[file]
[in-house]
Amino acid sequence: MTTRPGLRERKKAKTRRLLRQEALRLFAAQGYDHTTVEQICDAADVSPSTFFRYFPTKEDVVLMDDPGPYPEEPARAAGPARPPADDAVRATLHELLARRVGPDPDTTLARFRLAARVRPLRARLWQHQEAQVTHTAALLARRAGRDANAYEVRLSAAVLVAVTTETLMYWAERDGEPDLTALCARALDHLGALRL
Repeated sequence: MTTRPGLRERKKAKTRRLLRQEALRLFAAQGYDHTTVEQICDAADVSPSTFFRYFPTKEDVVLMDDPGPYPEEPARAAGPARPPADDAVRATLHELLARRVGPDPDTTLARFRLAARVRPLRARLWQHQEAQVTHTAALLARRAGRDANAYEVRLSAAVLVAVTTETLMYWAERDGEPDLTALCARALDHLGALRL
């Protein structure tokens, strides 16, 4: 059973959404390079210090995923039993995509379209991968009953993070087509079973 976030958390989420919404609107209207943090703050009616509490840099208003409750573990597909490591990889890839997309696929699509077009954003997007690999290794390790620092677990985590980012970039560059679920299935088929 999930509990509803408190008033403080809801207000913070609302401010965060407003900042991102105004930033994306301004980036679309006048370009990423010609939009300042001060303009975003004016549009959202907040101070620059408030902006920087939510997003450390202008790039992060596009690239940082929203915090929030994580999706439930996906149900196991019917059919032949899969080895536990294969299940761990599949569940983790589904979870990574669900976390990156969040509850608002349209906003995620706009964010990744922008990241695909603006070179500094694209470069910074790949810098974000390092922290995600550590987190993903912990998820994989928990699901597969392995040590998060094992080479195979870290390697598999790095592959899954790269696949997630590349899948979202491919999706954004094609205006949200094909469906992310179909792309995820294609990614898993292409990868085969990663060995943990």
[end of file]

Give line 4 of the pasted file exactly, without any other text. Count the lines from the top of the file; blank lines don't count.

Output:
């Protein structure tokens, strides 16, 4: 059973959404390079210090995923039993995509379209991968009953993070087509079973 976030958390989420919404609107209207943090703050009616509490840099208003409750573990597909490591990889890839997309696929699509077009954003997007690999290794390790620092677990985590980012970039560059679920299935088929 999930509990509803408190008033403080809801207000913070609302401010965060407003900042991102105004930033994306301004980036679309006048370009990423010609939009300042001060303009975003004016549009959202907040101070620059408030902006920087939510997003450390202008790039992060596009690239940082929203915090929030994580999706439930996906149900196991019917059919032949899969080895536990294969299940761990599949569940983790589904979870990574669900976390990156969040509850608002349209906003995620706009964010990744922008990241695909603006070179500094694209470069910074790949810098974000390092922290995600550590987190993903912990998820994989928990699901597969392995040590998060094992080479195979870290390697598999790095592959899954790269696949997630590349899948979202491919999706954004094609205006949200094909469906992310179909792309995820294609990614898993292409990868085969990663060995943990």